For example, here are couple from this morning. The guy in the white Subaru, Massachusetts plate 74ES19, must have been 65 or 70, white-haired, texting away as if he were a teenage girl. Not your stereotypical texter at all. The women in the blue/gray Acura, Massachusetts 96VW17, appeared to be a professional worker on her way into the city. Both of them nearly hit other cars, but miraculously managed to avoid any impact. No way I am buying new car as long as I drive in and out of Boston.
Anyway, if you’re interested in outing texters on the road, let me know. We could put up a website and upload license plates of texting drivers.
Then again, some of our anti-texting community might get carried away. Start snapping actual photos. Putting them on Instagram or Facebook. Perhaps even doing so while they, too, are driving.
It would be sadly ironic if an anti-texting citizen watchdog got into an accident while photographing the texting driver.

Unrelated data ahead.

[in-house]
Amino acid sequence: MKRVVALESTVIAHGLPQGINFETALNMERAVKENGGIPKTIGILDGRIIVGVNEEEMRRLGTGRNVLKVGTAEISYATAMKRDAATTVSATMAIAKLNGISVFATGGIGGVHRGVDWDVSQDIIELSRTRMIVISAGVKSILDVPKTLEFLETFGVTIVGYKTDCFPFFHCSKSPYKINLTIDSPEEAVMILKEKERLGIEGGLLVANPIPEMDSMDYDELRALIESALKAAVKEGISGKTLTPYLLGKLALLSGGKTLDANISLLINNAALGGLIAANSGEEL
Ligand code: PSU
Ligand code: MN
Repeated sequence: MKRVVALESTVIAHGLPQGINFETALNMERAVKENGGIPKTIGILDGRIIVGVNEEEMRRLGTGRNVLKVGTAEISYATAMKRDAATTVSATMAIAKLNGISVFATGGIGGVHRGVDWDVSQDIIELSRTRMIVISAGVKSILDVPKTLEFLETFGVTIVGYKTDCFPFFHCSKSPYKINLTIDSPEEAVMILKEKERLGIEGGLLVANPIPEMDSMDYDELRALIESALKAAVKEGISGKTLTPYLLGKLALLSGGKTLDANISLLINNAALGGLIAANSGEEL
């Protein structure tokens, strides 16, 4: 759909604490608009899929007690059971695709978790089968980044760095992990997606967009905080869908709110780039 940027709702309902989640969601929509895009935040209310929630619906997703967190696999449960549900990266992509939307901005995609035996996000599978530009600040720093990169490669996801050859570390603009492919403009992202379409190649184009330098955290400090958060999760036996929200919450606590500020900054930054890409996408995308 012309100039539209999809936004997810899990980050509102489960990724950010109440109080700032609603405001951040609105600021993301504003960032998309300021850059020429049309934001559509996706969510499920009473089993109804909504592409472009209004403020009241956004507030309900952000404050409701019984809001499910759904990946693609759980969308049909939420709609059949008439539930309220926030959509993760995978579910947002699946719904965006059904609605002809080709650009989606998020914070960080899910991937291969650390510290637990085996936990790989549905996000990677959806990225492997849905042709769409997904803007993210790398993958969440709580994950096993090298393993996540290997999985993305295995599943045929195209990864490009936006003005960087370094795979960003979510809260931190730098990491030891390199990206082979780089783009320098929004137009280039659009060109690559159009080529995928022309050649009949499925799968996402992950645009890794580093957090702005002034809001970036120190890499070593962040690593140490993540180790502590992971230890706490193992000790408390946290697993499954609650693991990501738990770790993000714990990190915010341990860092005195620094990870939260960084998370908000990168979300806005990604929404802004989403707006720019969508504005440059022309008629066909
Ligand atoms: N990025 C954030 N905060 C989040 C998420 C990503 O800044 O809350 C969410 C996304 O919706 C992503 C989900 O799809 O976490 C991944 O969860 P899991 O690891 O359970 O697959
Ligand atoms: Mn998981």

Screw it. Maybe I’ll just get Hummer.
Ugh, texting (or just using your phone, which is worse now that everything is a touchscreen and requires us to look at it to see what we're tapping) while driving is absolutely the worst. I'm a senior in my college, and I have several friends who text or use their phones while driving. It makes me uncomfortable as a passenger, and uncomfortable for them since I know they do it when they're alone in the car and don't have anyone to make them stop or warn them when something's up ahead in the road. If I look at my phone, it's at a stoplight, and only when I have to call someone or something -- then it's put back down when Bluetooth picks it up. But even that's a distraction. It's safer to pull over or wait to respond to texts/emails/calls at your destination.
Not that I'm defending anyone, but I've realized that in many cases people probably aren't texting. They're opening a podcast, trying to use navigation, accessing email. In the long run, we may not even call them phones and that's part of the issue - they're becoming less and less for talking.